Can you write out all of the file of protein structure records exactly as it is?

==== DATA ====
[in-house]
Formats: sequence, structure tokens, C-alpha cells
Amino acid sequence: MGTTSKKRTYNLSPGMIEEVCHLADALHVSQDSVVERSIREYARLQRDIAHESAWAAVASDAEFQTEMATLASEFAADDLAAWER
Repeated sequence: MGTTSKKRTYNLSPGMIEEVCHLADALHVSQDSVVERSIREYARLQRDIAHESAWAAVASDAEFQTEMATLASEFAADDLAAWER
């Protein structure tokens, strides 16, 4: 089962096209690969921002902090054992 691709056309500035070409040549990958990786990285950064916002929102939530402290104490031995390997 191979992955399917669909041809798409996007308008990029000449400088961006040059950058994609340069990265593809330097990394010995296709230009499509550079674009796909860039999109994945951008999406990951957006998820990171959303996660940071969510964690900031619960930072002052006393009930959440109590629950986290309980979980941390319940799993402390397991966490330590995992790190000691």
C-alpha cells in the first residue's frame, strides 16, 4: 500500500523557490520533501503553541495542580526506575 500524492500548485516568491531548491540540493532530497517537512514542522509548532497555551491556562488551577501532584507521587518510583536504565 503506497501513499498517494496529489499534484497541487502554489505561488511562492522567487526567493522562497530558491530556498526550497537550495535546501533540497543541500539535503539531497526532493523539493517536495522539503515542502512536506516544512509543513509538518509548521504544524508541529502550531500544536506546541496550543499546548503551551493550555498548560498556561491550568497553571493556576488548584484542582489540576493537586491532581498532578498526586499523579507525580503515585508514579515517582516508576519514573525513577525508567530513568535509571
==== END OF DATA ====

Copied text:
[in-house]
Formats: sequence, structure tokens, C-alpha cells
Amino acid sequence: MGTTSKKRTYNLSPGMIEEVCHLADALHVSQDSVVERSIREYARLQRDIAHESAWAAVASDAEFQTEMATLASEFAADDLAAWER
Repeated sequence: MGTTSKKRTYNLSPGMIEEVCHLADALHVSQDSVVERSIREYARLQRDIAHESAWAAVASDAEFQTEMATLASEFAADDLAAWER
């Protein structure tokens, strides 16, 4: 089962096209690969921002902090054992 691709056309500035070409040549990958990786990285950064916002929102939530402290104490031995390997 191979992955399917669909041809798409996007308008990029000449400088961006040059950058994609340069990265593809330097990394010995296709230009499509550079674009796909860039999109994945951008999406990951957006998820990171959303996660940071969510964690900031619960930072002052006393009930959440109590629950986290309980979980941390319940799993402390397991966490330590995992790190000691």
C-alpha cells in the first residue's frame, strides 16, 4: 500500500523557490520533501503553541495542580526506575 500524492500548485516568491531548491540540493532530497517537512514542522509548532497555551491556562488551577501532584507521587518510583536504565 503506497501513499498517494496529489499534484497541487502554489505561488511562492522567487526567493522562497530558491530556498526550497537550495535546501533540497543541500539535503539531497526532493523539493517536495522539503515542502512536506516544512509543513509538518509548521504544524508541529502550531500544536506546541496550543499546548503551551493550555498548560498556561491550568497553571493556576488548584484542582489540576493537586491532581498532578498526586499523579507525580503515585508514579515517582516508576519514573525513577525508567530513568535509571